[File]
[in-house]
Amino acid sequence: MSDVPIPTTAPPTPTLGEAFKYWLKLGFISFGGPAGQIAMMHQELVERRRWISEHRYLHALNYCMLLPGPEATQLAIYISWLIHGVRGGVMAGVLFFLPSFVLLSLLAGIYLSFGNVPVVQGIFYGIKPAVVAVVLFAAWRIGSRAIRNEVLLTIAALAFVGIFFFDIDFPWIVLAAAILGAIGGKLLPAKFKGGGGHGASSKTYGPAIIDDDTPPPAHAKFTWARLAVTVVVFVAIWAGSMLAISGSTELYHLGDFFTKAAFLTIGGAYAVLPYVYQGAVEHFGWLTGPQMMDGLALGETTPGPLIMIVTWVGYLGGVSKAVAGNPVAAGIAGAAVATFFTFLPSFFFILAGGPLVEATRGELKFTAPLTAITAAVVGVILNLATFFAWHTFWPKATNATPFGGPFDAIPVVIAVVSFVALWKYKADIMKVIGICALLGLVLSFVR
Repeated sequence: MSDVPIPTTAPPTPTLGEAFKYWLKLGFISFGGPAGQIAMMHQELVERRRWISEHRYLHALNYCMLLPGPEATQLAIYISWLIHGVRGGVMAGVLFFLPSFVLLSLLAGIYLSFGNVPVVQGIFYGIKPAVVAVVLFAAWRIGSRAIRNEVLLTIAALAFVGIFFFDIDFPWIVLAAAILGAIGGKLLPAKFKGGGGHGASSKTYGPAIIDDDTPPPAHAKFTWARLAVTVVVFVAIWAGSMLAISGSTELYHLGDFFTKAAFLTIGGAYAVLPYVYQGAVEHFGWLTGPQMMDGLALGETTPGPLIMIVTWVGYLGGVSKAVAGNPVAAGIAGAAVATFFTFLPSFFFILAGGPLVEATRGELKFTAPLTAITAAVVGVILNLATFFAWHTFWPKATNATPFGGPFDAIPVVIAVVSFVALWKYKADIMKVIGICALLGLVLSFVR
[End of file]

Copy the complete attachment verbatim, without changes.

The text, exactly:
[in-house]
Amino acid sequence: MSDVPIPTTAPPTPTLGEAFKYWLKLGFISFGGPAGQIAMMHQELVERRRWISEHRYLHALNYCMLLPGPEATQLAIYISWLIHGVRGGVMAGVLFFLPSFVLLSLLAGIYLSFGNVPVVQGIFYGIKPAVVAVVLFAAWRIGSRAIRNEVLLTIAALAFVGIFFFDIDFPWIVLAAAILGAIGGKLLPAKFKGGGGHGASSKTYGPAIIDDDTPPPAHAKFTWARLAVTVVVFVAIWAGSMLAISGSTELYHLGDFFTKAAFLTIGGAYAVLPYVYQGAVEHFGWLTGPQMMDGLALGETTPGPLIMIVTWVGYLGGVSKAVAGNPVAAGIAGAAVATFFTFLPSFFFILAGGPLVEATRGELKFTAPLTAITAAVVGVILNLATFFAWHTFWPKATNATPFGGPFDAIPVVIAVVSFVALWKYKADIMKVIGICALLGLVLSFVR
Repeated sequence: MSDVPIPTTAPPTPTLGEAFKYWLKLGFISFGGPAGQIAMMHQELVERRRWISEHRYLHALNYCMLLPGPEATQLAIYISWLIHGVRGGVMAGVLFFLPSFVLLSLLAGIYLSFGNVPVVQGIFYGIKPAVVAVVLFAAWRIGSRAIRNEVLLTIAALAFVGIFFFDIDFPWIVLAAAILGAIGGKLLPAKFKGGGGHGASSKTYGPAIIDDDTPPPAHAKFTWARLAVTVVVFVAIWAGSMLAISGSTELYHLGDFFTKAAFLTIGGAYAVLPYVYQGAVEHFGWLTGPQMMDGLALGETTPGPLIMIVTWVGYLGGVSKAVAGNPVAAGIAGAAVATFFTFLPSFFFILAGGPLVEATRGELKFTAPLTAITAAVVGVILNLATFFAWHTFWPKATNATPFGGPFDAIPVVIAVVSFVALWKYKADIMKVIGICALLGLVLSFVR